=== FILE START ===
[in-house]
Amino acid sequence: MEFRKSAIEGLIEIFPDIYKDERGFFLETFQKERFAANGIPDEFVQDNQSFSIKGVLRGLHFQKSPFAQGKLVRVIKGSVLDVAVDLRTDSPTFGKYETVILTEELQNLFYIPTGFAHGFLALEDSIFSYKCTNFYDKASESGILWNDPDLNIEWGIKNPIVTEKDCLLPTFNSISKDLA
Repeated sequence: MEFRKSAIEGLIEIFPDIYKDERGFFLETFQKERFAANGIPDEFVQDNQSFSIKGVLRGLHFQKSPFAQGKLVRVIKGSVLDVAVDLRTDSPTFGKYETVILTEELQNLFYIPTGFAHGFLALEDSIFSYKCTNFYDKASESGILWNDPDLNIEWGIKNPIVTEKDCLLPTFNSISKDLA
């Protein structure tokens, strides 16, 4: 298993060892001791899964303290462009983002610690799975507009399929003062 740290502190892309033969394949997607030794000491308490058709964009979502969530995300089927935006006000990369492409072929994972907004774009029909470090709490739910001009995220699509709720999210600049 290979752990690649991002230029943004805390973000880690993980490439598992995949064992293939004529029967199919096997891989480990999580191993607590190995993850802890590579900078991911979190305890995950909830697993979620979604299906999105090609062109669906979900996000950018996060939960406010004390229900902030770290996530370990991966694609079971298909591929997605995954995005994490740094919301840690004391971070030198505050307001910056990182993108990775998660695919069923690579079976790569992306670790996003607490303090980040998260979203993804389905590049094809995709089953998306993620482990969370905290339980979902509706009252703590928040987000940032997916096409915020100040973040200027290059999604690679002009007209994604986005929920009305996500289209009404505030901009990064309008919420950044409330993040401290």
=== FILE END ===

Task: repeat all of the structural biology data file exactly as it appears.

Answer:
[in-house]
Amino acid sequence: MEFRKSAIEGLIEIFPDIYKDERGFFLETFQKERFAANGIPDEFVQDNQSFSIKGVLRGLHFQKSPFAQGKLVRVIKGSVLDVAVDLRTDSPTFGKYETVILTEELQNLFYIPTGFAHGFLALEDSIFSYKCTNFYDKASESGILWNDPDLNIEWGIKNPIVTEKDCLLPTFNSISKDLA
Repeated sequence: MEFRKSAIEGLIEIFPDIYKDERGFFLETFQKERFAANGIPDEFVQDNQSFSIKGVLRGLHFQKSPFAQGKLVRVIKGSVLDVAVDLRTDSPTFGKYETVILTEELQNLFYIPTGFAHGFLALEDSIFSYKCTNFYDKASESGILWNDPDLNIEWGIKNPIVTEKDCLLPTFNSISKDLA
């Protein structure tokens, strides 16, 4: 298993060892001791899964303290462009983002610690799975507009399929003062 740290502190892309033969394949997607030794000491308490058709964009979502969530995300089927935006006000990369492409072929994972907004774009029909470090709490739910001009995220699509709720999210600049 290979752990690649991002230029943004805390973000880690993980490439598992995949064992293939004529029967199919096997891989480990999580191993607590190995993850802890590579900078991911979190305890995950909830697993979620979604299906999105090609062109669906979900996000950018996060939960406010004390229900902030770290996530370990991966694609079971298909591929997605995954995005994490740094919301840690004391971070030198505050307001910056990182993108990775998660695919069923690579079976790569992306670790996003607490303090980040998260979203993804389905590049094809995709089953998306993620482990969370905290339980979902509706009252703590928040987000940032997916096409915020100040973040200027290059999604690679002009007209994604986005929920009305996500289209009404505030901009990064309008919420950044409330993040401290």